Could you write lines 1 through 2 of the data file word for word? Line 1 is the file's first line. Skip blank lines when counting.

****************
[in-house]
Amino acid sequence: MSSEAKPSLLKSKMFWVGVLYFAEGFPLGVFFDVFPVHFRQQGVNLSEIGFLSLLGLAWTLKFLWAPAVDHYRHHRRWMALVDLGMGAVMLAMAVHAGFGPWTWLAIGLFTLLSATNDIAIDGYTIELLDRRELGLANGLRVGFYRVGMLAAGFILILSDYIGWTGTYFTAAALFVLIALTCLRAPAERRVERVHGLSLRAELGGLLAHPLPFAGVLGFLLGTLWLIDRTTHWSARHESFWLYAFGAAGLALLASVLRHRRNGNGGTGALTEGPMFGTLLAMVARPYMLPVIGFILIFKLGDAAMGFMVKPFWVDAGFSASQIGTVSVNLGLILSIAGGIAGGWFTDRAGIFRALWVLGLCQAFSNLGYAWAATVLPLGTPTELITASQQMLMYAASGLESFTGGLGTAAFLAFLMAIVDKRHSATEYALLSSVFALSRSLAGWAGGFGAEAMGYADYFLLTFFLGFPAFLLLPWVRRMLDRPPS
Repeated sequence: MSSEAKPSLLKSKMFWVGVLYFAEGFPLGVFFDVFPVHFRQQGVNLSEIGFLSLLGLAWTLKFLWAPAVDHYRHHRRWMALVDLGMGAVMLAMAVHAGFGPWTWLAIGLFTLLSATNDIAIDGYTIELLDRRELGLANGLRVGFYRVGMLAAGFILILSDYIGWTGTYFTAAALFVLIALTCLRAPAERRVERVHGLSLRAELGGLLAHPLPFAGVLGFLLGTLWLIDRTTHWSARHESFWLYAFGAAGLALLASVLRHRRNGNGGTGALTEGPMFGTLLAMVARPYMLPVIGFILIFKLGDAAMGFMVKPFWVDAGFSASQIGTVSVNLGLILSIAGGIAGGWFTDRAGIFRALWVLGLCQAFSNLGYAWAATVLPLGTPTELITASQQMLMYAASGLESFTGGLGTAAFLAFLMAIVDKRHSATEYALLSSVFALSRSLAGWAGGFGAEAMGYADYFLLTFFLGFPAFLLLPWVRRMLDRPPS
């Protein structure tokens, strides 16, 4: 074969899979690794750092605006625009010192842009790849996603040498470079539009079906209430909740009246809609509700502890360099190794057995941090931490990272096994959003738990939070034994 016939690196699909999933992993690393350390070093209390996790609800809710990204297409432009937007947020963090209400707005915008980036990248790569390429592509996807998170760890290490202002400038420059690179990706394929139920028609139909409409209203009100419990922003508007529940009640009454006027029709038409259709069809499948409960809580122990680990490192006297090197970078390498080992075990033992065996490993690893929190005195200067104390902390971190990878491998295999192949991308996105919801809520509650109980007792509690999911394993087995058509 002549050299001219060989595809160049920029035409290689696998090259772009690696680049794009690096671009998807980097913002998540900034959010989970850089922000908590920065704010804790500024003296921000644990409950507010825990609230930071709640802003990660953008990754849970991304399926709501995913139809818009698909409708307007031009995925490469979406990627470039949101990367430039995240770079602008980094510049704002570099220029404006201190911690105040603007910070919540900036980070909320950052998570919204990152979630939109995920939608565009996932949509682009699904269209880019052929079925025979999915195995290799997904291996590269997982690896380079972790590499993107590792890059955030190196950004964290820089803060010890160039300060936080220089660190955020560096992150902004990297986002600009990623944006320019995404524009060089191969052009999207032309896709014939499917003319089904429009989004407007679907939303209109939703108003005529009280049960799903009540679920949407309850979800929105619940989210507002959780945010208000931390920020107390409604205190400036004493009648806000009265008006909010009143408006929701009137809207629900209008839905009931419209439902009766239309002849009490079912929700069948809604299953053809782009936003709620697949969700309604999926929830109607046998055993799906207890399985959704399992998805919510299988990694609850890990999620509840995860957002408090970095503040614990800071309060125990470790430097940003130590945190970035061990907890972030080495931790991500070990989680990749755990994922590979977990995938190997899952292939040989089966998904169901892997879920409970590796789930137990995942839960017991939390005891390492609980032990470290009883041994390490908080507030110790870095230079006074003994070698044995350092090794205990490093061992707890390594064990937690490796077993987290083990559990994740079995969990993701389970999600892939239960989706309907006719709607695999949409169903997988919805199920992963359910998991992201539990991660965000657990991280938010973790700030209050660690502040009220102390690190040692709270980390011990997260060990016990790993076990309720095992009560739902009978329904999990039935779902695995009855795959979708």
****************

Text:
[in-house]
Amino acid sequence: MSSEAKPSLLKSKMFWVGVLYFAEGFPLGVFFDVFPVHFRQQGVNLSEIGFLSLLGLAWTLKFLWAPAVDHYRHHRRWMALVDLGMGAVMLAMAVHAGFGPWTWLAIGLFTLLSATNDIAIDGYTIELLDRRELGLANGLRVGFYRVGMLAAGFILILSDYIGWTGTYFTAAALFVLIALTCLRAPAERRVERVHGLSLRAELGGLLAHPLPFAGVLGFLLGTLWLIDRTTHWSARHESFWLYAFGAAGLALLASVLRHRRNGNGGTGALTEGPMFGTLLAMVARPYMLPVIGFILIFKLGDAAMGFMVKPFWVDAGFSASQIGTVSVNLGLILSIAGGIAGGWFTDRAGIFRALWVLGLCQAFSNLGYAWAATVLPLGTPTELITASQQMLMYAASGLESFTGGLGTAAFLAFLMAIVDKRHSATEYALLSSVFALSRSLAGWAGGFGAEAMGYADYFLLTFFLGFPAFLLLPWVRRMLDRPPS